Jax is getting a little too cocky and Clay is getting a little too comfortable. And that’s “Crucifixed” in a nutshell.
This was one of the show’s annual epic installments, running a full 90 minutes on FX including commercials. And while there was plenty of action, when all is said and done it still feels like we’re in a bit of a holding pattern, or maybe just setting the table for the season finale.
The most memorable event in “Crucifixed” was its namesake incident: Otto’s brutal murder-by-crucifix of poor Nurse Pam. And it’s possible that the fallout from those bloody few seconds will be one of the biggest turning points of the season. I think we can debate the wisdom of Tara sneaking in anything sharp for Otto to handle — no matter how much the two have bonded and no matter how vaguely connected the item is to LuAnn, this was a stupid move — but she did it, so the really important stuff will be what happens next.
Whether or not Tara winds up in jail as an accessory to murder, I’d like to believe that her thoughts about the club and Jax will never be quite the same. When Jax tries to reassure her — “We’re gonna get through this, like we do everything else” — Tara’s response is telling: “That’s what scares me the most.” After all the crazy crap she’s been through, it should.
But Jax clearly thinks he’s untouchable at the moment, relishing his role as puppet master pulling the strings hanging over Gemma, Juice (his secrets are all out in the open now) and even Roosevelt, while strengthening his connection with Chibs in case he needs to replace Bobby as VP and reassuring Pope that he’ll have Tig soon enough.
Jax is working a whole lot of angles, but he doesn’t yet know that Clay has found a solid angle of his own in CIA agents Torres and Parada. “I think Jax is pushing to kill the RICO leverage you got. And if that happens I go away,” Clay tells the agents. “If that push comes to shove, we need you more than Jax,” Torres admits. But there’s something changing inside Clay — or at least it seems that way — and he’s apparently lost the drive to be the man in charge. At this point he’ll settle for his life and Gemma back.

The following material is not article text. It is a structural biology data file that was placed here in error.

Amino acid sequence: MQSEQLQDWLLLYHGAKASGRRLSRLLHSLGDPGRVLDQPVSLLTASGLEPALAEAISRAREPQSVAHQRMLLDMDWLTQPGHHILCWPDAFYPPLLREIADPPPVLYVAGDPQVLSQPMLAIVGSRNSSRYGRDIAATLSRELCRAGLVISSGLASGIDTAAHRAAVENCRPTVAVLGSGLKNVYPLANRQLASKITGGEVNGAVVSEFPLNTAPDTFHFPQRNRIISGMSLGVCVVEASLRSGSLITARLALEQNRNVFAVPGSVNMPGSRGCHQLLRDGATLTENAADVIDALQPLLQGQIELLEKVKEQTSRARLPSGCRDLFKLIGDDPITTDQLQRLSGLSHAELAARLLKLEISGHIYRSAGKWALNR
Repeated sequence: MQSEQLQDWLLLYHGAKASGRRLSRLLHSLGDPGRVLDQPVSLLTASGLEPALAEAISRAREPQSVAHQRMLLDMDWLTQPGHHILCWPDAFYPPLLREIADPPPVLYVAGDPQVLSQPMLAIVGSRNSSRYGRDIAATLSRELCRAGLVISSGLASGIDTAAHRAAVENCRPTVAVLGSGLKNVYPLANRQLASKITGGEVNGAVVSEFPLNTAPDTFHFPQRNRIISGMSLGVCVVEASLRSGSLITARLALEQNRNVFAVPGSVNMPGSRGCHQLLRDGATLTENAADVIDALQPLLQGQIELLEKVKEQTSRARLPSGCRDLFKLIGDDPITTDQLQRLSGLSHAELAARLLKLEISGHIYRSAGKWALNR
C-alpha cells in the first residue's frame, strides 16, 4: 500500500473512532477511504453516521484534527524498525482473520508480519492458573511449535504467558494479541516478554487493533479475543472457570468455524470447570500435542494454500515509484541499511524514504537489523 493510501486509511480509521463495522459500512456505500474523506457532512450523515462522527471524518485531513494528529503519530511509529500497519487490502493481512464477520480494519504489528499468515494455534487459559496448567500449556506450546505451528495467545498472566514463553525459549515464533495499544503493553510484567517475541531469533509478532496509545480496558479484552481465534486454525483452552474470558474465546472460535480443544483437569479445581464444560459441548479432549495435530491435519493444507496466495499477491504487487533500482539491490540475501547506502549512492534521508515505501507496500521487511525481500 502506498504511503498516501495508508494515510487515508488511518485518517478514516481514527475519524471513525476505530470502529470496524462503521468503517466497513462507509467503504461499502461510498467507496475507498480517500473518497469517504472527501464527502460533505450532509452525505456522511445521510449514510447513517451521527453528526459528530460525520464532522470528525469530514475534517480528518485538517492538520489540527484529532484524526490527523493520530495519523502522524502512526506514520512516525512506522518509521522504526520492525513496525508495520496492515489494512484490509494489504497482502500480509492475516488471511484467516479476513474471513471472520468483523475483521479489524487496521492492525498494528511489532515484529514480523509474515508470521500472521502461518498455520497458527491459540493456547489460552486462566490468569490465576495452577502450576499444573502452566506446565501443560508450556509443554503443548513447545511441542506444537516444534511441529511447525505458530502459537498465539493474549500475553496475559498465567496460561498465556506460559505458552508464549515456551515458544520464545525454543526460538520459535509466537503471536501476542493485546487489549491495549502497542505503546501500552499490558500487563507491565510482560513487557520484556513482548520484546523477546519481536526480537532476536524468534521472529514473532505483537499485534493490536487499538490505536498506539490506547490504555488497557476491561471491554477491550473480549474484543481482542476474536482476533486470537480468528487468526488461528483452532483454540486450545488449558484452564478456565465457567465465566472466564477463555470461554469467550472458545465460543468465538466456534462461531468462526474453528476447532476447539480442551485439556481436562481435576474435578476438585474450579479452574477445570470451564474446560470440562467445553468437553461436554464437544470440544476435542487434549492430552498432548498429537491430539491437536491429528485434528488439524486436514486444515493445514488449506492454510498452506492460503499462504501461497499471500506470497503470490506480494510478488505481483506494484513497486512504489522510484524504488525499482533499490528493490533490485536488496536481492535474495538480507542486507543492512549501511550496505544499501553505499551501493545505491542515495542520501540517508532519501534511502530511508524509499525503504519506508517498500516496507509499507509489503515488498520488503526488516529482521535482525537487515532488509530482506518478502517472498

As he tells Juice: “You get to this point in your life and you realize, ‘I’ve been chasing after shit I don’t even want anymore.’ I’m exhausted, son. Just watch my back, please.” I don’t know how long it’s going to last but this world-weary Clay is allowing Ron Perlman to deliver some of his most soulful work of the show’s entire run. It’s a nice change of pace, but something tells me the old monster is still inside there, just waiting to be unleashed.
And yet all we can do right now is speculate. Last season had an unstoppable momentum building to what felt like an inevitable conclusion: Clay’s death. Which we now know wasn’t to be. The events of this season have unfolded in a series of fits and starts. We know Jax is trying to expose Clay and get him banished from SAMCRO for good, we think Clay is trying to regain power (or at least dignity), and there are a few things happening on the fringes — Roosevelt wants justice for his wife’s murder, Unser wants to make himself useful, Gemma might want to run away with Nero — that could upset both of their plans.
But really, we’re just waiting. Tonight was an awfully long bridge. Let’s hope the destination is worth it.
Odds and ends:
– “20 years we have had relationships with these people. The Grim Bastards have always backed us. Always. Maybe we need to look for a compromise.” In an alternate universe, Bobby Elvis might make a pretty good leader.
– It’s hard to top Otto’s lethal frenzy, but Tara stepping on the toy piano to wake her baby was one of the episode’s most disturbing moments. She’s really losing it. At least she’s still got Margaret on her side, trying to get her out, even if that’s starting to feel more and more like a lost cause.
– Jax’s reaction to the news that Juice almost killed himself rather than let the club find out his father was black: “Maybe it’s time we change a few bylaws.”